Reverse mortgages are complicated financial products and homeowners should not sign on the dotted line without first considering alternatives and the risks associated with the loans.
Along with California Advocates for Nursing Home Reform and the Council on Aging Silicon Valley, Consumers Union recently released “Examining Faulty Foundations in Today’s Reverse Mortgages” citing a litany of financial dangers associated with reverse mortgages.
Reverse mortgages are for borrowers 62 or older. The loans offer cash payments or lines of credit tied to home equity. No payments are due until the borrower dies, leaves the home for 12 consecutive months or more, or fails to maintain the property or pay homeowners insurance or property taxes. Under those circumstances, the full balance is due. Borrowers also pay a loan origination fee, closing costs, and compounding interest on the loan principal, which can be significant, according to the study.
The study says there are so many problems reverse mortgages should be considered a home loan of last resort.
“Reverse mortgages carry such high short and long term costs the product should only be considered by those who do not have any other options and never by those with a satisfactory income level and good credit who could otherwise qualify for a traditional (equity) mortgage,” said Nancy Osborne, chief operating officer of Erate.com, a Santa Clara, CA-based financial information publisher and interest rate tracker.
The National Reverse Mortgage Lenders Association’s (NRMLA) own study “The Retirement Abyss: America’s Seniors’ Search for Security,” claims there are far fewer problems with the loans than indicated by the consumer groups’ study.
Advising older home owners on reverse mortgages , consumer groups nevertheless suggest alternatives to the complex loans.
“Before considering a reverse mortgage, a senior should first determine if he or she qualifies for less expensive programs that offer monetary assistance or cost-cutting benefits,” the consumer study says.
• Programs include Supplemental Security Income (SSI), Medicaid, prescription drug discount programs, energy and telephone discount programs, city and county grants and low-cost home improvement loans, state property tax postponement programs, in-home supportive services, and veterans pensions to pay for in-home care.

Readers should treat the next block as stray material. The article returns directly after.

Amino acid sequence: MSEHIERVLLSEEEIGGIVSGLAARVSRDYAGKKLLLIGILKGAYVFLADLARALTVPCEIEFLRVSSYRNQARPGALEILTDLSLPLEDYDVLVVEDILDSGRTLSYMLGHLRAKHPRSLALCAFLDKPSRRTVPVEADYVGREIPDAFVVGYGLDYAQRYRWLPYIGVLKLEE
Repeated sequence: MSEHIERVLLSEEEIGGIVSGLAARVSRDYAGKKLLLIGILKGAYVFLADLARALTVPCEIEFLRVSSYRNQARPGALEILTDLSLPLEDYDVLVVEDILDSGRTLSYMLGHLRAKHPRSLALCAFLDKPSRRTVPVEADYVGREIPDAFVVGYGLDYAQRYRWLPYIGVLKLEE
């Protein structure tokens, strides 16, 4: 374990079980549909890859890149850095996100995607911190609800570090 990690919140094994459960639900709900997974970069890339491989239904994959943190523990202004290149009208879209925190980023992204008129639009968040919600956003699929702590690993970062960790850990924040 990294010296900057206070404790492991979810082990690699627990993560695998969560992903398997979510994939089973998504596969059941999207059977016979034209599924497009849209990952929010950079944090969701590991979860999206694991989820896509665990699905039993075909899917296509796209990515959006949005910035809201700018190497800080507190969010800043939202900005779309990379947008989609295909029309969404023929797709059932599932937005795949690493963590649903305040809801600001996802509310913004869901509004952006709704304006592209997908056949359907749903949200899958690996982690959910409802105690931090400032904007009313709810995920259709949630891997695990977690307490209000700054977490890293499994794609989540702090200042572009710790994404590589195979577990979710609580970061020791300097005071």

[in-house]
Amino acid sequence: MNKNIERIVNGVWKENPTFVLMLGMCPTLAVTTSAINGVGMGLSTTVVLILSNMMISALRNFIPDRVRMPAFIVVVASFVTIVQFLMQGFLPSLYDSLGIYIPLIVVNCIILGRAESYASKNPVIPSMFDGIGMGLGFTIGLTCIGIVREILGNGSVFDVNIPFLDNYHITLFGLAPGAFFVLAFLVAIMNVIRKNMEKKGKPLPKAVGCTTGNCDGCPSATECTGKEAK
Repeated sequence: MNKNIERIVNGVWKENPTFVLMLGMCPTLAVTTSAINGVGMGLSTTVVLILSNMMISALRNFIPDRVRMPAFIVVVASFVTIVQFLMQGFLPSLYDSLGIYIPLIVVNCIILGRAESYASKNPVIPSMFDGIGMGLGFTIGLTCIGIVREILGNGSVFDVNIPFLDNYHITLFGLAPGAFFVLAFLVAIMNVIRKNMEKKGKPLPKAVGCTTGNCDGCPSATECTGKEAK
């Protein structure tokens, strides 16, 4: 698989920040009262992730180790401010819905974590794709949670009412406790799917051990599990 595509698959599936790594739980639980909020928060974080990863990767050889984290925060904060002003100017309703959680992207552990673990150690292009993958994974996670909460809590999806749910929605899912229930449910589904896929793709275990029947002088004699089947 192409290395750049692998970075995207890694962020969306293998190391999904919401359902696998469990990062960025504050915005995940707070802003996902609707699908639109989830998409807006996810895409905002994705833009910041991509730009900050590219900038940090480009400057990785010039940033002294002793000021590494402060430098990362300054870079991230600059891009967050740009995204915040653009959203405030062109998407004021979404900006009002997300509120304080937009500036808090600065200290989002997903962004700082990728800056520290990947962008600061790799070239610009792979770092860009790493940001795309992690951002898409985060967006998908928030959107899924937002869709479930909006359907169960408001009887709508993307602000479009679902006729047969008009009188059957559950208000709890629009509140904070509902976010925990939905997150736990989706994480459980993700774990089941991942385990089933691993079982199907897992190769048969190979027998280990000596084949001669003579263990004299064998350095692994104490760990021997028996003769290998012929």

A complete list of reverse mortgage alternatives by state is available from the HECM (for Home Equity Conversion Mortgages) Resources web site.
The HECM Resources site is administered by NeighborWorks America’s NeighborWorks Center for Homeownership Education and Counseling (NCHEC), which promotes long-term homeownership for low-income families. NeighborWorks America is a leader in affordable housing and community development.
• Older home owners should also consider inter-family loans whereby a family member or family members advance money to the senior instead of going to a bank. With a willing family member the senior’s home equity can be used as collateral for the “private reverse mortgage” arrangement. When the home is sold, the investors recoup contributions with interest.
Private reverse mortgages cost a fraction of the lender-originated variety, allow the home owner to stay in the home, family investors have a secure loan that produces interest and, when it’s time to sell the home, the home owner has preserved more of the home’s equity to share with heirs, than he or she would with a lender-originated loan.
Senior home owners should contact an estate planning attorney or a Certified Public Accountant (CPA) to set up the necessary paperwork at a fraction of the cost of a lender-originated reverse mortgage.
For those who do consider a reverse mortgage:
• Attend a sit-down, face-to-face counseling session with a local HUD counselor rather than the phone counseling permitted by law. Right now only North Carolina mandates face-to-face counseling.
• Most reverse mortgages are HECMs administered by the U.S. Department of Housing and Urban Development (HUD), but do not rely solely on HUD counseling to determine if a reverse mortgage is appropriate for you.
Also meet with either a Certified Financial Planner (CFP) or Certified Public Accountant (CPA), and/or with an elder law attorney before signing for any reverse mortgage. A CFP, CPA and attorney can help you examine your personal financial goals and find reverse mortgage products that are best for you.
For those who do sign for a reverse mortgage:
• Stay current on all payments for property taxes, homeowners’ insurance and, when applicable, all homeowner association fees.
• Adequately maintain the home with regular maintenance, repairs and necessary upgrades or the loan could be called.
• A default on the loan could lead to foreclosure.
Yesterday, Part 1: “Reverse Mortgages: The debate heats up.”
See other Reverse Mortgage stories.